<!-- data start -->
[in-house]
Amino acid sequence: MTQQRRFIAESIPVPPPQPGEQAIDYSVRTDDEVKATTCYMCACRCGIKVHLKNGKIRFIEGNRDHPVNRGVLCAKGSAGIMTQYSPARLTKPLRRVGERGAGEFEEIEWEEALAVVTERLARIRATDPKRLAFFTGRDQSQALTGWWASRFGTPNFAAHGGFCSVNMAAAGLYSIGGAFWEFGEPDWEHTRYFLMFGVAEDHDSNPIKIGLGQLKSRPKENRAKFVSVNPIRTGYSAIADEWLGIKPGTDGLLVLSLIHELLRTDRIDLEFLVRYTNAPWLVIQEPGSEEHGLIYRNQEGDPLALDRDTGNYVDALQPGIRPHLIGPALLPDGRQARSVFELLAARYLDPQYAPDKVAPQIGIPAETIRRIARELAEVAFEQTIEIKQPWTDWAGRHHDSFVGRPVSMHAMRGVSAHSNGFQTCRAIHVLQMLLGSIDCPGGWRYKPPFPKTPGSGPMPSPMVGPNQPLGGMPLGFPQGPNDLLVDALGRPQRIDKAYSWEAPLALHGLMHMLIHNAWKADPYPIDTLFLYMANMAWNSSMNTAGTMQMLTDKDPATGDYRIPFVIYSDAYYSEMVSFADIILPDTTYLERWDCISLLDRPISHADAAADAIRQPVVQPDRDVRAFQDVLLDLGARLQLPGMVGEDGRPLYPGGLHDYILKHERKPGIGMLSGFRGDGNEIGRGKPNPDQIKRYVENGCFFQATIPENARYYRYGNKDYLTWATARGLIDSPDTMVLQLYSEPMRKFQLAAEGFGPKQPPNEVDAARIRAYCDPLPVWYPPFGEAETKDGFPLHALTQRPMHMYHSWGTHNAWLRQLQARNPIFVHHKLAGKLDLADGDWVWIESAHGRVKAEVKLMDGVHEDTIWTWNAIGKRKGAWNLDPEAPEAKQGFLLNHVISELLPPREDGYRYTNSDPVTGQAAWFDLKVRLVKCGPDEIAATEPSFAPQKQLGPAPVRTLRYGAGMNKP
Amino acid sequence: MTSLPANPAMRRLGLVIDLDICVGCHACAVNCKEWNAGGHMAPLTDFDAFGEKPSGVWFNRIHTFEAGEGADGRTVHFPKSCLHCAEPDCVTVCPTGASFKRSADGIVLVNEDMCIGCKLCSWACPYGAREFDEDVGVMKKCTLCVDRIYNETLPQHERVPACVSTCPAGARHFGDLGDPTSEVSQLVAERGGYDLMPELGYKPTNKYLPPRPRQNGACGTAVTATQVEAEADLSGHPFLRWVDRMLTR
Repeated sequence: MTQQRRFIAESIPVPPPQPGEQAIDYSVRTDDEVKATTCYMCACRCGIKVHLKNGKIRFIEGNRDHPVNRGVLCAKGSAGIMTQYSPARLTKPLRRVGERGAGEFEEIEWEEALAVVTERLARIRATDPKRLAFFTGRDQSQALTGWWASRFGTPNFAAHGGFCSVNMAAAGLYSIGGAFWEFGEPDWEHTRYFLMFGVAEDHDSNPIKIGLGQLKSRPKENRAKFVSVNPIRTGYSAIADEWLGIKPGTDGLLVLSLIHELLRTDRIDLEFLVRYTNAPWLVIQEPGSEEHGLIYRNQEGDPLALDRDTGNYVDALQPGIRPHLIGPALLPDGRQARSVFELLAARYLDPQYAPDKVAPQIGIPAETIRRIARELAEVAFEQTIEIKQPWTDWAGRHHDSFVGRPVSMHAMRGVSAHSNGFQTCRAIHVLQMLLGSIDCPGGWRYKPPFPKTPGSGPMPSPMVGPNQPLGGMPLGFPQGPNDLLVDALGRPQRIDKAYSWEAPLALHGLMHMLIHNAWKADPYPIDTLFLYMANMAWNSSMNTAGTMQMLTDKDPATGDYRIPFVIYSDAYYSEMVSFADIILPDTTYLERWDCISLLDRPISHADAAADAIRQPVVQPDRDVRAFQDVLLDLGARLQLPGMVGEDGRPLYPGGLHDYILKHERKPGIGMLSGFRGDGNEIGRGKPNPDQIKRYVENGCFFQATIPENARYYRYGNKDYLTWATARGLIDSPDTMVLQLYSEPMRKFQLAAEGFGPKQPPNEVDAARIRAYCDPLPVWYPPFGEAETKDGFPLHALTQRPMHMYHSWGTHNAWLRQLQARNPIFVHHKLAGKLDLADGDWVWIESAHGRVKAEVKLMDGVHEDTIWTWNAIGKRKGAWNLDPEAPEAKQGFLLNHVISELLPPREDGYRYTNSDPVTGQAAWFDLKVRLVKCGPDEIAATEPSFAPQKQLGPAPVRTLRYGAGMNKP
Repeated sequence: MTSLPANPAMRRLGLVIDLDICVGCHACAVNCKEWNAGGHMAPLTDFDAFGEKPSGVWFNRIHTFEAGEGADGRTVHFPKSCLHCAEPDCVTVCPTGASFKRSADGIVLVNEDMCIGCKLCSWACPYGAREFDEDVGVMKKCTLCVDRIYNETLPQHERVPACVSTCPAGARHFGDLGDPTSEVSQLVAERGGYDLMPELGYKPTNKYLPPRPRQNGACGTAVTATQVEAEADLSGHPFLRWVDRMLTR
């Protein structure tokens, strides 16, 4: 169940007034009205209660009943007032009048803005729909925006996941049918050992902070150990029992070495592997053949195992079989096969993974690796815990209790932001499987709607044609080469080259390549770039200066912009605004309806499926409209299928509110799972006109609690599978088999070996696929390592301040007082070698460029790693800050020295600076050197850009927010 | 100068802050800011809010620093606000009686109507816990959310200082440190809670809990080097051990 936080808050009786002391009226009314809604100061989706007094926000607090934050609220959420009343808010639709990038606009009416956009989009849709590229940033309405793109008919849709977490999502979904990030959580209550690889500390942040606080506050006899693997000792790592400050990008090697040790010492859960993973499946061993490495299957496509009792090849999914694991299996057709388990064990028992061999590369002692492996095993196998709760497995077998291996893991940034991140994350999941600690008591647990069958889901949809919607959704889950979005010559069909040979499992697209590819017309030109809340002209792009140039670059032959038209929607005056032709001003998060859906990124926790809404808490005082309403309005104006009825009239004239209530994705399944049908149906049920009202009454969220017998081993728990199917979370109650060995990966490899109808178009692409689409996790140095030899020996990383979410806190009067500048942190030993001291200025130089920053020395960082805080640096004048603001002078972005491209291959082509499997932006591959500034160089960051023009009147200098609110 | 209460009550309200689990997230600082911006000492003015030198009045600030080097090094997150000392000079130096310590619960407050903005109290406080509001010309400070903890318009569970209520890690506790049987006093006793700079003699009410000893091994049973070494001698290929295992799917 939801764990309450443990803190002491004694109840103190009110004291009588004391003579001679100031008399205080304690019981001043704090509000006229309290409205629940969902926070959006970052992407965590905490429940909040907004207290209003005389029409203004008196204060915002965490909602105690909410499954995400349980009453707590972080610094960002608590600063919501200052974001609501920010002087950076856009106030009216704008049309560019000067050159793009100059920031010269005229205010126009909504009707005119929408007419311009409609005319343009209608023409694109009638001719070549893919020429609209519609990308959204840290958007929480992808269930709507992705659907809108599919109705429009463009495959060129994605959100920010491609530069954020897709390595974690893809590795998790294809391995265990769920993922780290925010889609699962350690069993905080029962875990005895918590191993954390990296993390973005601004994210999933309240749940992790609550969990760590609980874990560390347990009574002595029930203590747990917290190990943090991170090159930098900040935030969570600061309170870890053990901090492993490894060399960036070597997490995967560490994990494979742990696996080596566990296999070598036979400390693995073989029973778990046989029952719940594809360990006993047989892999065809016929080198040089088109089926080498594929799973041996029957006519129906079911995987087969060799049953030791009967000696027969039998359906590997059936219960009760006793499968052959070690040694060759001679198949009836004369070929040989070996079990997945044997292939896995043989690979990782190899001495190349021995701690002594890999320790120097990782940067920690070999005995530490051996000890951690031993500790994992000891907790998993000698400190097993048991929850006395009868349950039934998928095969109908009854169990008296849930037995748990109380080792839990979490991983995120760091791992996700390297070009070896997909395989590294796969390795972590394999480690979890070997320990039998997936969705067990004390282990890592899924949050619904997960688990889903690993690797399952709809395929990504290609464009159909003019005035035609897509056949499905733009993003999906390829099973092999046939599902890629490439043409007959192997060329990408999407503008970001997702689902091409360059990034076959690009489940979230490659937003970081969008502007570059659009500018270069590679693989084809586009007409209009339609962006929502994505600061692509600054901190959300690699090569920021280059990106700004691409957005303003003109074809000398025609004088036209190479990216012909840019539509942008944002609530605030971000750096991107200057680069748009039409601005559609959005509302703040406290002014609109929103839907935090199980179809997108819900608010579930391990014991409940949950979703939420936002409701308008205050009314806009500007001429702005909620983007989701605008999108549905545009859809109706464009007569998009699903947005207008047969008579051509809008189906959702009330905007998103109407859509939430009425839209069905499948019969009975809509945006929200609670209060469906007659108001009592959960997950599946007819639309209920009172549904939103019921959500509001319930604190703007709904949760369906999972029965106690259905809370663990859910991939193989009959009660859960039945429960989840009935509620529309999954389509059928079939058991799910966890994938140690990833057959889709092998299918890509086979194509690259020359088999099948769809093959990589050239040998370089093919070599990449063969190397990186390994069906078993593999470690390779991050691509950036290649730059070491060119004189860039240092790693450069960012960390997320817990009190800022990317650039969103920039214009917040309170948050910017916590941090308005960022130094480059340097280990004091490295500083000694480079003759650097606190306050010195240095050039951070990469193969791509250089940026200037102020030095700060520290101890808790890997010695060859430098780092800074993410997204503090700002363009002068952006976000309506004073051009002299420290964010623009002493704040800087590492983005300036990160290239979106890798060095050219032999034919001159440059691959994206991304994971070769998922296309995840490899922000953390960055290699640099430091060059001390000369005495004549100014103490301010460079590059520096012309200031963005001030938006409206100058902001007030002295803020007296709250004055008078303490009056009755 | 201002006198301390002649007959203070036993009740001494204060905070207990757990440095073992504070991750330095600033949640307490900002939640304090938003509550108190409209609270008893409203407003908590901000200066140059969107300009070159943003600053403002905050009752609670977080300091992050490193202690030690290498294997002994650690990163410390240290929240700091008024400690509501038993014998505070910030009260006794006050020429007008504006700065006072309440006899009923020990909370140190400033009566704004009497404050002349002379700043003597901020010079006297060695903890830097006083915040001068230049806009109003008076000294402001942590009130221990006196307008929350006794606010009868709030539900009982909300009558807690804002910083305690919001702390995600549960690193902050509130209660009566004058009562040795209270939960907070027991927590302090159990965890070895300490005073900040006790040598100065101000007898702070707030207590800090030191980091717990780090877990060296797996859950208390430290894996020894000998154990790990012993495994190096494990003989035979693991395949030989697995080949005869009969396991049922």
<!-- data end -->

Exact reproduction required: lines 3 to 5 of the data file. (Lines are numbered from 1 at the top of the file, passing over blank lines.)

Amino acid sequence: MTSLPANPAMRRLGLVIDLDICVGCHACAVNCKEWNAGGHMAPLTDFDAFGEKPSGVWFNRIHTFEAGEGADGRTVHFPKSCLHCAEPDCVTVCPTGASFKRSADGIVLVNEDMCIGCKLCSWACPYGAREFDEDVGVMKKCTLCVDRIYNETLPQHERVPACVSTCPAGARHFGDLGDPTSEVSQLVAERGGYDLMPELGYKPTNKYLPPRPRQNGACGTAVTATQVEAEADLSGHPFLRWVDRMLTR
Repeated sequence: MTQQRRFIAESIPVPPPQPGEQAIDYSVRTDDEVKATTCYMCACRCGIKVHLKNGKIRFIEGNRDHPVNRGVLCAKGSAGIMTQYSPARLTKPLRRVGERGAGEFEEIEWEEALAVVTERLARIRATDPKRLAFFTGRDQSQALTGWWASRFGTPNFAAHGGFCSVNMAAAGLYSIGGAFWEFGEPDWEHTRYFLMFGVAEDHDSNPIKIGLGQLKSRPKENRAKFVSVNPIRTGYSAIADEWLGIKPGTDGLLVLSLIHELLRTDRIDLEFLVRYTNAPWLVIQEPGSEEHGLIYRNQEGDPLALDRDTGNYVDALQPGIRPHLIGPALLPDGRQARSVFELLAARYLDPQYAPDKVAPQIGIPAETIRRIARELAEVAFEQTIEIKQPWTDWAGRHHDSFVGRPVSMHAMRGVSAHSNGFQTCRAIHVLQMLLGSIDCPGGWRYKPPFPKTPGSGPMPSPMVGPNQPLGGMPLGFPQGPNDLLVDALGRPQRIDKAYSWEAPLALHGLMHMLIHNAWKADPYPIDTLFLYMANMAWNSSMNTAGTMQMLTDKDPATGDYRIPFVIYSDAYYSEMVSFADIILPDTTYLERWDCISLLDRPISHADAAADAIRQPVVQPDRDVRAFQDVLLDLGARLQLPGMVGEDGRPLYPGGLHDYILKHERKPGIGMLSGFRGDGNEIGRGKPNPDQIKRYVENGCFFQATIPENARYYRYGNKDYLTWATARGLIDSPDTMVLQLYSEPMRKFQLAAEGFGPKQPPNEVDAARIRAYCDPLPVWYPPFGEAETKDGFPLHALTQRPMHMYHSWGTHNAWLRQLQARNPIFVHHKLAGKLDLADGDWVWIESAHGRVKAEVKLMDGVHEDTIWTWNAIGKRKGAWNLDPEAPEAKQGFLLNHVISELLPPREDGYRYTNSDPVTGQAAWFDLKVRLVKCGPDEIAATEPSFAPQKQLGPAPVRTLRYGAGMNKP
Repeated sequence: MTSLPANPAMRRLGLVIDLDICVGCHACAVNCKEWNAGGHMAPLTDFDAFGEKPSGVWFNRIHTFEAGEGADGRTVHFPKSCLHCAEPDCVTVCPTGASFKRSADGIVLVNEDMCIGCKLCSWACPYGAREFDEDVGVMKKCTLCVDRIYNETLPQHERVPACVSTCPAGARHFGDLGDPTSEVSQLVAERGGYDLMPELGYKPTNKYLPPRPRQNGACGTAVTATQVEAEADLSGHPFLRWVDRMLTR